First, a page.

Customers who are unhappy with epoxy floor paint often turn to garage floor tiles. Epoxy paint will tend to peel if it is not installed correctly or if an inappropriate type of epoxy paint is used, especially when the concrete floor is old and stained with oil. There are many varieties of epoxy paint, and they are not all created equally. In a typical installation, it is tough to maintain the bond between the epoxy floor paint and the concrete. The result is the separation of the epoxy paint from the concrete when a large amount of pressure is applied.
Over time, epoxy will look like it is peeling from the concrete. When you install our garage floor tiles over epoxy floor paint, the floor tends to be smooth. This creates less friction between the interlocking garage tiles and the concrete potentially causing the tiles to shift. This can also happen on some polished concrete.
What to do if the garage floor tiles shift
If you experience shifting, you can use rubber underlayment runners or double-sided tape. By doing so, you will create more friction between the smooth epoxy floor underneath and the garage floor tiles. Essentially, this will prevent the tiles from sliding. Note that you do not need to put double-sided tape on every garage floor tile. You can usually add a few strategically placed large Xs on the floor. In most cases, parallel lines running from the back of the garage to the entrance is more appropriate because it will allow the water to flow out of the garage easily. If you have a drain in the garage, make sure the double-sided tape does not create water retaining barriers that would prevent the water from draining correctly.
Some customers choose to resurface the concrete with grinders. However, that is labor intensive, and sometimes still leaves the concrete too smooth.
3. Garage Floors with Drains
If your garage has drainage, it is recommended that you use our perforated drain garage floor tiles on the portion directly above the drain. This will allow any water that enters your garage to drain easier. You can also use our drain tiles for your entire garage flooring. The advantage of using the drain tiles for the entire garage is that the floor will look cleaner. The disadvantage is that when you do clean, it may take longer as you will need to use a shop vacuum and in many cases a power washer. This is a good option for many people leaving in northern states where snow is common.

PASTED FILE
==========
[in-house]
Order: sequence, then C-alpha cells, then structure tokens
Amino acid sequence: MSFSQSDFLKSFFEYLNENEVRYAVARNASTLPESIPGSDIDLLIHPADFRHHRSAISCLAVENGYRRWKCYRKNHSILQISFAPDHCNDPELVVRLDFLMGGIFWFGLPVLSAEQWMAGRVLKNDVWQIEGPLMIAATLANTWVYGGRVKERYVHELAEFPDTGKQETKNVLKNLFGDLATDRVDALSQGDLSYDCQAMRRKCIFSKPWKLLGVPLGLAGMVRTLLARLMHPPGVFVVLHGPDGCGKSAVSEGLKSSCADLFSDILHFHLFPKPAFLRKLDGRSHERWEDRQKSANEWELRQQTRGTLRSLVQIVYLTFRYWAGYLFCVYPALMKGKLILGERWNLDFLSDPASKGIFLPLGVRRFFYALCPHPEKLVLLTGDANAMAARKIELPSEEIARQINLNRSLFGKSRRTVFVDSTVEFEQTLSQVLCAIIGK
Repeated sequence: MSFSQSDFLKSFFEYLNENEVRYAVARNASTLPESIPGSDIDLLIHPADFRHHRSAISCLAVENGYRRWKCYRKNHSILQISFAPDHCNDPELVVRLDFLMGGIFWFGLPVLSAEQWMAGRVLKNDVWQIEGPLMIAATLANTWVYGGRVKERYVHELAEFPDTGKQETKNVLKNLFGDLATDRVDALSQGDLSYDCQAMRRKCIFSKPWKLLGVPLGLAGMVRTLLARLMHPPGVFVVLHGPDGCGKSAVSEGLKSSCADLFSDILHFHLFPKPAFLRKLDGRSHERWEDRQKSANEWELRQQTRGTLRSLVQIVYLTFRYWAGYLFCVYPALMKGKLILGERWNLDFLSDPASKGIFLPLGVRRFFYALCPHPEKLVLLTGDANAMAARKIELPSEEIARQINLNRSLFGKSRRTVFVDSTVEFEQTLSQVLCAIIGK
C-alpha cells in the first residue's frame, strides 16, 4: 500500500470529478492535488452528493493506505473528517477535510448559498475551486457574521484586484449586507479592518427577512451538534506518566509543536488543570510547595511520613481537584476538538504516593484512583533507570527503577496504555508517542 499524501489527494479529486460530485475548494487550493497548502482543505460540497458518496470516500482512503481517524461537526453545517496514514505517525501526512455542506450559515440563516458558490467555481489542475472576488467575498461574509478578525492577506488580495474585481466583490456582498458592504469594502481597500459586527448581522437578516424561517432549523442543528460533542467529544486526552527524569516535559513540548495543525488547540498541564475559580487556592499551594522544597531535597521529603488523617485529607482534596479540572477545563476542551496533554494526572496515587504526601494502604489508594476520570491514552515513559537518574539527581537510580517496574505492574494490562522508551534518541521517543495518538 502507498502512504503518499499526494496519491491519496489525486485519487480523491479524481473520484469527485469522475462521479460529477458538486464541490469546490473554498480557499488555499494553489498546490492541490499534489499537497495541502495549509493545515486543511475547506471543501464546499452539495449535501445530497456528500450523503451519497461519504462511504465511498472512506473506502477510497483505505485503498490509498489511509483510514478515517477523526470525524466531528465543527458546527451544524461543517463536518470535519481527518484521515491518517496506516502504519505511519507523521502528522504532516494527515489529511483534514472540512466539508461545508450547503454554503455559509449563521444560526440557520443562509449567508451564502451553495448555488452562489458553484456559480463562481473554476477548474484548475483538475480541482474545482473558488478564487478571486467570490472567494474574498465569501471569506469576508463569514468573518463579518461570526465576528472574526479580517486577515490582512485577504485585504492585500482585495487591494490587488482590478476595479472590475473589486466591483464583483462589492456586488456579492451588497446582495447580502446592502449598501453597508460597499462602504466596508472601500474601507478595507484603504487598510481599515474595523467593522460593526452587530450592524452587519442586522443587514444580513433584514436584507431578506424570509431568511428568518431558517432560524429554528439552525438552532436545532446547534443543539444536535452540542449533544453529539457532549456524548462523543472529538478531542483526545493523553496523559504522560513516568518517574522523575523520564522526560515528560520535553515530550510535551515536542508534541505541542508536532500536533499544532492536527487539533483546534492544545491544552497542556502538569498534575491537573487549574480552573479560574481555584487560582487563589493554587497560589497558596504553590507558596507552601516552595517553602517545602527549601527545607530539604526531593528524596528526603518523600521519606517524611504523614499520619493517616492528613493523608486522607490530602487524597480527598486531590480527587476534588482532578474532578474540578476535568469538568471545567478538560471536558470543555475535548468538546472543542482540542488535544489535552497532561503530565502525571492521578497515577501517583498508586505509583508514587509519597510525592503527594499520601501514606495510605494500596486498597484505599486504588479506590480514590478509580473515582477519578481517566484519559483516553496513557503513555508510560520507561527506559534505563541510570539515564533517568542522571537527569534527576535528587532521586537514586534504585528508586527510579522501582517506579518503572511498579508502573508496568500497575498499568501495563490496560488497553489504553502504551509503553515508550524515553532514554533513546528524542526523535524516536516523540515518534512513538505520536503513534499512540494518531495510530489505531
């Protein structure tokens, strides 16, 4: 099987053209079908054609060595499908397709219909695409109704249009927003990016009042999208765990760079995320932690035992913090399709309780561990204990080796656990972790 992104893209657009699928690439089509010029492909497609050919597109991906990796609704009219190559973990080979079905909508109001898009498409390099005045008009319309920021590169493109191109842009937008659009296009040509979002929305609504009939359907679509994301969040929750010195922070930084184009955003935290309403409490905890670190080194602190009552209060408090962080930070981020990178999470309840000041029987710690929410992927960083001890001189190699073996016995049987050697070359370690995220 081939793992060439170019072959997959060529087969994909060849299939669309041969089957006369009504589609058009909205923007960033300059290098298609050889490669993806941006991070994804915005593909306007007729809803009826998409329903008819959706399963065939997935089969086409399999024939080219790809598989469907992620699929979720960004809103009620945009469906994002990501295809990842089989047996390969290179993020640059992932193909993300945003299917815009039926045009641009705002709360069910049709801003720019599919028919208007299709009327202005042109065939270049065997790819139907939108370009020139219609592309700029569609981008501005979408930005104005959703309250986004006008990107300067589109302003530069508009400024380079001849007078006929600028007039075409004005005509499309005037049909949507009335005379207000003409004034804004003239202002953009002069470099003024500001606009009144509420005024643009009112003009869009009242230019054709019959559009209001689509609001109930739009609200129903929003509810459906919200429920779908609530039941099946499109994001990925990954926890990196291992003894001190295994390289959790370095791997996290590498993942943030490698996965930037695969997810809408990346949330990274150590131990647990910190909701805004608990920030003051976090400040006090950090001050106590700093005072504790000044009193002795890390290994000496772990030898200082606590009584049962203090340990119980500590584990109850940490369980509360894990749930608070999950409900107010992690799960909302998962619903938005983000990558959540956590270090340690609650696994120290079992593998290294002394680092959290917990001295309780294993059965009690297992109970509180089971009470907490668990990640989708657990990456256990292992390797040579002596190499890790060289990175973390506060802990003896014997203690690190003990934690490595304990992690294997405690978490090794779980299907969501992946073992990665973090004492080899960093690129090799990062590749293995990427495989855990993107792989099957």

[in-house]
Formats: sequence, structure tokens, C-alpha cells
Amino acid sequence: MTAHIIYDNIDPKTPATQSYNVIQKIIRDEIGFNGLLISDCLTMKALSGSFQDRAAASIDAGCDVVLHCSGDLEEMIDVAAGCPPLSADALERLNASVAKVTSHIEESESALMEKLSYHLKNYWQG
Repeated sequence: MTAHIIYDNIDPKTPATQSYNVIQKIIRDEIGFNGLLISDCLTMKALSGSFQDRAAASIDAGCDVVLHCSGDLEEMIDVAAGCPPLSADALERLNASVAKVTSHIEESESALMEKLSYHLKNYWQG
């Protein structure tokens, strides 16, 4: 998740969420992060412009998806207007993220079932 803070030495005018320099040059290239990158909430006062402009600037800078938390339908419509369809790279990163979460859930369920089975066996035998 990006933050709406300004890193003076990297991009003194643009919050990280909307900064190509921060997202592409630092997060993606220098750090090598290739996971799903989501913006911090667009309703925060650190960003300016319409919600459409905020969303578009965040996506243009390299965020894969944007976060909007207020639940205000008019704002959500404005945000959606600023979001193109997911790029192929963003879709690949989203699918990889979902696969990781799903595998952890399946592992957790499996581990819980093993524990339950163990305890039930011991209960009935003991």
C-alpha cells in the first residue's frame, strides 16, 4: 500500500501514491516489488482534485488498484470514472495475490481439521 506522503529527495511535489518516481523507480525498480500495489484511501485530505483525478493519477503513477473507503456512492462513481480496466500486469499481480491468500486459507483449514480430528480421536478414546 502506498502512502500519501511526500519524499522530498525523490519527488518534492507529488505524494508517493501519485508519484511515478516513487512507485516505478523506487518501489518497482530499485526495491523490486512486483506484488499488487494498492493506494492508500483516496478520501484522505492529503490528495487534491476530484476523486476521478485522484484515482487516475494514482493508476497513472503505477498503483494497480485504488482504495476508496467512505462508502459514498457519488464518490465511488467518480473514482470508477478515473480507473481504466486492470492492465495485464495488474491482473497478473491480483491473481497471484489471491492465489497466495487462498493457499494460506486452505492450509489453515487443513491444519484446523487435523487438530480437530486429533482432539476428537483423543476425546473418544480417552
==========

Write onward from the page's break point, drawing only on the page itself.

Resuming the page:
4. Aligning the garage floor tiles
Interlocking the tiles together is as simple as aligning the tiles correctly and snapping them together with your hand or mallet. Aligning the Interlocking Floor Tiles properly in the same direction is essential. Remember that these interlocking tiles are modular, so they can connect even if they are aligned incorrectly. Please see image to review a basic diagram on how to align the tiles. If you notice on the correct tile alignment, the loops are all facing the same direction. Make sure you align the pegs and loops correctly as this will allow them to snap together much easier.
Once you choose your installation starting point, you are ready to start your project. For full garage floor installations, we start at the entrance of the garage. Please read above to determine the best installation starting point. How you align the tiles for the installations depends on the starting point. The simple rule of thumb is to align the tiles with the loops pointing toward the possible walls from your starting point. Since we recommend starting the garage floor installation from the entrance of the garage, you would point the loops toward the back of the garage. The other side of the tiles with loops needs to point toward the opposite wall from your starting point.
Align the garage floor tiles based on the starting point. Review the starting point diagrams for optimum starting point based on your garage configuration.
Warning: There is a possibility of damaging the pegs and loops if you bang them with a mallet when the loops are not correctly aligned.
5. Starting the garage floor installation